In 1997, the college was granted full independent degree-awarding powers by the Privy Council, though, as a member of the University of Wales it could not begin using them, and in 1999 the public name of the university was changed to Cardiff University.
In 2002, ideas were floated to merge Cardiff again with the University of Wales College of Medicine, after publication of the Welsh Assembly Government's review of higher education in Wales. This merger became effective on 1 August 2004, when Cardiff University ceased to be a constituent of the University of Wales and became an independent "link institution" affiliated to the federal university. The process of the merger was completed on 1 December 2004, when the Act of Parliament transferring UWCM's assets to Cardiff University received Royal Assent. On 17 December it was announced that the Privy Council had given approval to the new Supplemental Charter and had granted university status to Cardiff, legally changing the name of the institution to Cardiff University. Cardiff awarded University of Wales degrees to students admitted before 2005, but these have been replaced by Cardiff degrees.
In 2005, Wales College of Medicine, as part of the University, launched the North Wales Clinical School in Wrexham, in collaboration with the North East Wales Institute of Higher Education in Wrexham, the University of Wales, Bangor, and the National Health Service in Wales. This received funds of £12.5 million from the Welsh Assembly and trebled the number of trainee doctors in clinical training in Wales over a four-year period.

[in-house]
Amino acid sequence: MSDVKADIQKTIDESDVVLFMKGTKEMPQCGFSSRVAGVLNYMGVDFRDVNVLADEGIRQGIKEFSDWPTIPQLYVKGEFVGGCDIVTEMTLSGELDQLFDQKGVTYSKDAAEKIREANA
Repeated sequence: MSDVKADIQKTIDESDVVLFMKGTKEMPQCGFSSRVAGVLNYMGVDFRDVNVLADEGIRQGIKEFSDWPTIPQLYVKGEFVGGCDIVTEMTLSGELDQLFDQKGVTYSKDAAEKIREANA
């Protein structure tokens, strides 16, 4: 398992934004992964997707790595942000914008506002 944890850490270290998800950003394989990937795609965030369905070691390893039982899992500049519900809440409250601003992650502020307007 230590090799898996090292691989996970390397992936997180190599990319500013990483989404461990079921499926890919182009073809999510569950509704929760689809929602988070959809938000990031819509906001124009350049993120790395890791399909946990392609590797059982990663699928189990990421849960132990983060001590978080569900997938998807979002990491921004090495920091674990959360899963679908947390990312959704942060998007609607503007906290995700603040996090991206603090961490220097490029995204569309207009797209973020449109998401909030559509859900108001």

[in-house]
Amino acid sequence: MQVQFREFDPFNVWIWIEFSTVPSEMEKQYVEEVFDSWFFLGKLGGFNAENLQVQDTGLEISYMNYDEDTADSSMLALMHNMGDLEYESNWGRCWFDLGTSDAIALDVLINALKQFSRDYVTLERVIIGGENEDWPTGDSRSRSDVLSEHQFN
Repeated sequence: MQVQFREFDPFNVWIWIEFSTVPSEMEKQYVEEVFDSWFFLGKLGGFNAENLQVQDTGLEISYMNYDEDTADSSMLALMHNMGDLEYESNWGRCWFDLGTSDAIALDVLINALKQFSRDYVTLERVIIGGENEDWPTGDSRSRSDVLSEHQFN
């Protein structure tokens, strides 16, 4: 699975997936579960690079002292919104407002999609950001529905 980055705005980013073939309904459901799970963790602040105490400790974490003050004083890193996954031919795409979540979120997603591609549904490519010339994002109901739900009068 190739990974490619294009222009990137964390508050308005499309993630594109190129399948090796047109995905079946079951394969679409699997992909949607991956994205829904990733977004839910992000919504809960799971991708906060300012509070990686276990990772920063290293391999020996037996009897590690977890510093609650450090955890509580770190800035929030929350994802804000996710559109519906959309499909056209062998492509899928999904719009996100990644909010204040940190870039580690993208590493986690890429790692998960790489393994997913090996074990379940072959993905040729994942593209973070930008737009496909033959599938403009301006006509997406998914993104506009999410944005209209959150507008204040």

The university also has a popular Centre for Lifelong Learning, which has been teaching a wide range of courses for over 125 years. However in July 2009, the University announced it was ending over 250 humanities courses at the centre, making over 100 staff redundant. The University has since reintroduced a number of humanities courses for a trial period beginning in 2010.
In June 2010, the University launched three new research institutes, each offering a new approach to a major modern research issue. The Neurosciences and Mental Health Research Institute and the Cancer Stem Cell Research Institute are housed in the purpose-built Hadyn Ellis Building, and in the Sustainable Places Research Institute. Another part of the Science and Development Campus, the Cardiff University Brain Research Imaging Centre (CUBRIC), opened in June 2016 for neuroimaging research.